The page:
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Should I throw away my SD card?
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Jun 13, 2018 15:21:11   #
Daryl New (a regular here)
 
Reformat,I reckon.

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Astonishingly Simple Secrets To Transform Your Smartphone Into A High-Quality DSLR
Capture jaw-dropping gorgeous photos that blow away your friends -- guaranteed!
Jun 13, 2018 15:32:27   #
BebuLamar (a regular here)
 
I wish to thanks all of you for your responses. I am sorry if my question has been asked and answered before.

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Jun 13, 2018 15:42:15   #
therwol
 
BebuLamar wrote:
I wish to thanks all of you for your responses. I am sorry if my question has been asked and answered before.


Don't apologize. No one can keep track of everything that goes on here, and if you just look over old posts, you miss the interaction with other people.

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Jun 13, 2018 15:46:07   #
foggypreacher
 
I have had that same message. I let Win 10 correct it and have not had any problems transferring the files from it. Usually, after transferring the files I re-format the card IN my camera.

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Jun 13, 2018 17:04:38   #
sv3noKin51E
 
Bebu, Good to see someone else recommends SD Formatter, it's a good tool. Whichever app/program you use to format the card, if you structure the format/name as the camera expects to see, ie, Fat32, the camera usually never realizes that it didn't format the card if it's done correctly. Example:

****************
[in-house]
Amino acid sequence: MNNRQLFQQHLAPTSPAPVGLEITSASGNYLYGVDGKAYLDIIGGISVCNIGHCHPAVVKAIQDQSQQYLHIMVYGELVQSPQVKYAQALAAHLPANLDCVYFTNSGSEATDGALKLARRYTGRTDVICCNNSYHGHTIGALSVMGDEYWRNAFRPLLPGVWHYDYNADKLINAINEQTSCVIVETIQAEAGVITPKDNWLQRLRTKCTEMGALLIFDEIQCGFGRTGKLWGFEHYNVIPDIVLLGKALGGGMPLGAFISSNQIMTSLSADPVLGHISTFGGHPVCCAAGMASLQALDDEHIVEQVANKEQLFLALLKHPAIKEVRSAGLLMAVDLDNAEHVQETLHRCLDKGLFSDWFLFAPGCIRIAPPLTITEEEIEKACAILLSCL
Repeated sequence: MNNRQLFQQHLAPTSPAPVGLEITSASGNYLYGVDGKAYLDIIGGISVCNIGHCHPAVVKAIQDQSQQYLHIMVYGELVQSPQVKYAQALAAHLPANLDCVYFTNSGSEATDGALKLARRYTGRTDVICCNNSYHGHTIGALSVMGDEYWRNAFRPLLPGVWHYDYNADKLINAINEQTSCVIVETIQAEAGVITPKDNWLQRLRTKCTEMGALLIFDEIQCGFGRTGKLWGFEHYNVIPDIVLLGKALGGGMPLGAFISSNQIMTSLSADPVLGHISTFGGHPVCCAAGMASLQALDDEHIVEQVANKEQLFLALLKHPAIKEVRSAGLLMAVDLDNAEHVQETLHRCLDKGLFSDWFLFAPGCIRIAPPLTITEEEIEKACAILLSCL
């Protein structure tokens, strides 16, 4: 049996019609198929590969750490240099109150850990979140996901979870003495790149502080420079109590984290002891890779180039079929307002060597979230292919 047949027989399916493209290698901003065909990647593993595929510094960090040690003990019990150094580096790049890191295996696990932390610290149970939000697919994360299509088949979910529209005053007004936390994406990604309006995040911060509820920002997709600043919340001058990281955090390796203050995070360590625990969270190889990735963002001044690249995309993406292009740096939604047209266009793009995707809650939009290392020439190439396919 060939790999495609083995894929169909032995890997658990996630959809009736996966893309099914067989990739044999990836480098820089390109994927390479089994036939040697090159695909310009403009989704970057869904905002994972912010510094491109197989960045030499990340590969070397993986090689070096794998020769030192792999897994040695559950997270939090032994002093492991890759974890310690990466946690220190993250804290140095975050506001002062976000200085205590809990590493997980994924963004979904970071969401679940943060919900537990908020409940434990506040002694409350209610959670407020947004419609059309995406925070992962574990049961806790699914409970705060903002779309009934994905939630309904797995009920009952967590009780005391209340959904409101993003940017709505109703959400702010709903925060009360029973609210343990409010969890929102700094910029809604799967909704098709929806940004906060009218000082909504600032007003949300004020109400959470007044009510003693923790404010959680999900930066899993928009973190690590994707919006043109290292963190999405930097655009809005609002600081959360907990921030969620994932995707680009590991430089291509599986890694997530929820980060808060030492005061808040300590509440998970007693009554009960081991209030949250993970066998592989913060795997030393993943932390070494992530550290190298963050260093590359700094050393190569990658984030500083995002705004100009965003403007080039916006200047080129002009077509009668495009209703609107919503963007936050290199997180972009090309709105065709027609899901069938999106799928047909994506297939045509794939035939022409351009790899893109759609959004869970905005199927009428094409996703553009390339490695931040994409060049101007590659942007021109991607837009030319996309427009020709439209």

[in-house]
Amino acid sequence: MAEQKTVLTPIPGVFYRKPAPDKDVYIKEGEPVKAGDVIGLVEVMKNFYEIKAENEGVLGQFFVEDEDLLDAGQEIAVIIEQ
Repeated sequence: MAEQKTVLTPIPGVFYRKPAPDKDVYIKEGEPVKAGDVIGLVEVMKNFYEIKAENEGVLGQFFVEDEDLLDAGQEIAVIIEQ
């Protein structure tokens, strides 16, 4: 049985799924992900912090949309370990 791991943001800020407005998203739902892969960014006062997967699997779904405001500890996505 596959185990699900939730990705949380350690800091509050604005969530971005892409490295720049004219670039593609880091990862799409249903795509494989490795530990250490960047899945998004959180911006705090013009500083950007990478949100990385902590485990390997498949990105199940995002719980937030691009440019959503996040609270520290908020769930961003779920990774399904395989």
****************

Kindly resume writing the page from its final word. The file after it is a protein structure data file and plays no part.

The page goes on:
https://www.thephotoforum.com/threads/tip-on-using-a-canon-20d-with-16gb-compact-flash.297449/

I've used the poster's method several times, formatting SDXC 32 GB and 64 GB cards for FAT32, with the flash card formatter on a Windows 7x64 machine (same philosophy for a Mac). Placed the SDXC into it's SD adapter, which went inside a SD-CF card adapter, then inserted into the card into the read/write interface and formatted to specs. The first time was on an old, mint condition 20D. When the camera was turned on it registered the card at full capacity and always functions as it should. There are many posts about the older Canons EOS not being able to read/write to more than a 2 or 4 GB card. After all, why would one need a larger card? The firmware wasn't meant to deal with such large cards; they were around but not affordable to mere mortals when the camera was introduced. The same pre-format works for older Nikon DSLRs. Only one camera had trouble seeing a 64 GB card but pre-formatting resolved it. With the Canon, as long as a small protected sample image is left on the card, the other images can be off-loaded/deleted and the card never requires reformatting. Many recommend a complete reformat of the card after each shoot or offload, but as long as the card isn't stalling, it's another write cycle pushing the card toward EOL. Most of the time, when flash memory and SSDs, not even the NSA has had a great deal of luck recovering data, though it's rumored they've gotten better.